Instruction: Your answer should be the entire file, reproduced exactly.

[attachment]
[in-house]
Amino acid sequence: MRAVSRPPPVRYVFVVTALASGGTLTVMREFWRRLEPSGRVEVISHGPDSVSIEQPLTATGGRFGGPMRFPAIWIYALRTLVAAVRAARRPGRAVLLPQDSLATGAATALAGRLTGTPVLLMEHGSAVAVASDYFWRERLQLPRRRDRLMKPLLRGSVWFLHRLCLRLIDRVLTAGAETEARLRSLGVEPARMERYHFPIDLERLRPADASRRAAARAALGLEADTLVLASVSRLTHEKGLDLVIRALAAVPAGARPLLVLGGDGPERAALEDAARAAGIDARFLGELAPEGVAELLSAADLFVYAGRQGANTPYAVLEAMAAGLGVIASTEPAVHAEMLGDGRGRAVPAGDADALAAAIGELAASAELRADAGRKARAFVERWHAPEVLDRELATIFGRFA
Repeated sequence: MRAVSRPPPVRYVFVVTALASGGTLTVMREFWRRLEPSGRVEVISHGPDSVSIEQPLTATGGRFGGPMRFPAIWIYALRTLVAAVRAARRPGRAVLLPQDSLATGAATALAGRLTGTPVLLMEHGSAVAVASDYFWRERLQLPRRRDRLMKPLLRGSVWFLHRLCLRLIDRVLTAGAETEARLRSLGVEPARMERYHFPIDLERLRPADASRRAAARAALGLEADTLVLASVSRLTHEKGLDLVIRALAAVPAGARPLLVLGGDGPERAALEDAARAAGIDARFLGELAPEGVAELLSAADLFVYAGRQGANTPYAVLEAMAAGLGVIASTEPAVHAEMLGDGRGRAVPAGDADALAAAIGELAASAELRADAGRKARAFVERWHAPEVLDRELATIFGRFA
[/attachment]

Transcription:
[in-house]
Amino acid sequence: MRAVSRPPPVRYVFVVTALASGGTLTVMREFWRRLEPSGRVEVISHGPDSVSIEQPLTATGGRFGGPMRFPAIWIYALRTLVAAVRAARRPGRAVLLPQDSLATGAATALAGRLTGTPVLLMEHGSAVAVASDYFWRERLQLPRRRDRLMKPLLRGSVWFLHRLCLRLIDRVLTAGAETEARLRSLGVEPARMERYHFPIDLERLRPADASRRAAARAALGLEADTLVLASVSRLTHEKGLDLVIRALAAVPAGARPLLVLGGDGPERAALEDAARAAGIDARFLGELAPEGVAELLSAADLFVYAGRQGANTPYAVLEAMAAGLGVIASTEPAVHAEMLGDGRGRAVPAGDADALAAAIGELAASAELRADAGRKARAFVERWHAPEVLDRELATIFGRFA
Repeated sequence: MRAVSRPPPVRYVFVVTALASGGTLTVMREFWRRLEPSGRVEVISHGPDSVSIEQPLTATGGRFGGPMRFPAIWIYALRTLVAAVRAARRPGRAVLLPQDSLATGAATALAGRLTGTPVLLMEHGSAVAVASDYFWRERLQLPRRRDRLMKPLLRGSVWFLHRLCLRLIDRVLTAGAETEARLRSLGVEPARMERYHFPIDLERLRPADASRRAAARAALGLEADTLVLASVSRLTHEKGLDLVIRALAAVPAGARPLLVLGGDGPERAALEDAARAAGIDARFLGELAPEGVAELLSAADLFVYAGRQGANTPYAVLEAMAAGLGVIASTEPAVHAEMLGDGRGRAVPAGDADALAAAIGELAASAELRADAGRKARAFVERWHAPEVLDRELATIFGRFA